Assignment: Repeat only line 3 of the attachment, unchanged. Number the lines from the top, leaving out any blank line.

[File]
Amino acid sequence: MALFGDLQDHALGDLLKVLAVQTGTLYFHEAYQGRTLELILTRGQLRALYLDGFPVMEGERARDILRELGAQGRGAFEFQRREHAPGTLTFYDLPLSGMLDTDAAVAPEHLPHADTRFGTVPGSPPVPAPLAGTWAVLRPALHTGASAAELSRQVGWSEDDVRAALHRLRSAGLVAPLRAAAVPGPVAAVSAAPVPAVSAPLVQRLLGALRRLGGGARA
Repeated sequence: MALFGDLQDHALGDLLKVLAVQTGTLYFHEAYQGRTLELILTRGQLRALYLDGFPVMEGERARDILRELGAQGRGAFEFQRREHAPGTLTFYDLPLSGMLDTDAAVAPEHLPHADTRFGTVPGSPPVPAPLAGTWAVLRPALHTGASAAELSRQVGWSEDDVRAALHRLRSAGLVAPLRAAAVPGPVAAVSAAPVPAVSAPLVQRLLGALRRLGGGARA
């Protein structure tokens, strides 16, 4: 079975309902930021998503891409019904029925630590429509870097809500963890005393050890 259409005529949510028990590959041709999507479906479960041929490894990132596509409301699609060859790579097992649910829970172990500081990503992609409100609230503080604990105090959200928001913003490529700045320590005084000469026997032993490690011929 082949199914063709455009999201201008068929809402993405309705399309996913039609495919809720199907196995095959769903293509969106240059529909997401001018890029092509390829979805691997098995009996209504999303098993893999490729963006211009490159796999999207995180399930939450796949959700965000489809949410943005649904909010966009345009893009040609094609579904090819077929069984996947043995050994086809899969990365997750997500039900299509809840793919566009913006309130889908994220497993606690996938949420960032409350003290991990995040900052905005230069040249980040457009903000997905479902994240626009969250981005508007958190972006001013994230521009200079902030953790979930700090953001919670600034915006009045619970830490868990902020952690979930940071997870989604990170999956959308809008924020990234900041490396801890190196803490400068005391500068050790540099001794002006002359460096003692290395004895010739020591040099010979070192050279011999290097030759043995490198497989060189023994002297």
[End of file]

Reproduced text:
């Protein structure tokens, strides 16, 4: 079975309902930021998503891409019904029925630590429509870097809500963890005393050890 259409005529949510028990590959041709999507479906479960041929490894990132596509409301699609060859790579097992649910829970172990500081990503992609409100609230503080604990105090959200928001913003490529700045320590005084000469026997032993490690011929 082949199914063709455009999201201008068929809402993405309705399309996913039609495919809720199907196995095959769903293509969106240059529909997401001018890029092509390829979805691997098995009996209504999303098993893999490729963006211009490159796999999207995180399930939450796949959700965000489809949410943005649904909010966009345009893009040609094609579904090819077929069984996947043995050994086809899969990365997750997500039900299509809840793919566009913006309130889908994220497993606690996938949420960032409350003290991990995040900052905005230069040249980040457009903000997905479902994240626009969250981005508007958190972006001013994230521009200079902030953790979930700090953001919670600034915006009045619970830490868990902020952690979930940071997870989604990170999956959308809008924020990234900041490396801890190196803490400068005391500068050790540099001794002006002359460096003692290395004895010739020591040099010979070192050279011999290097030759043995490198497989060189023994002297």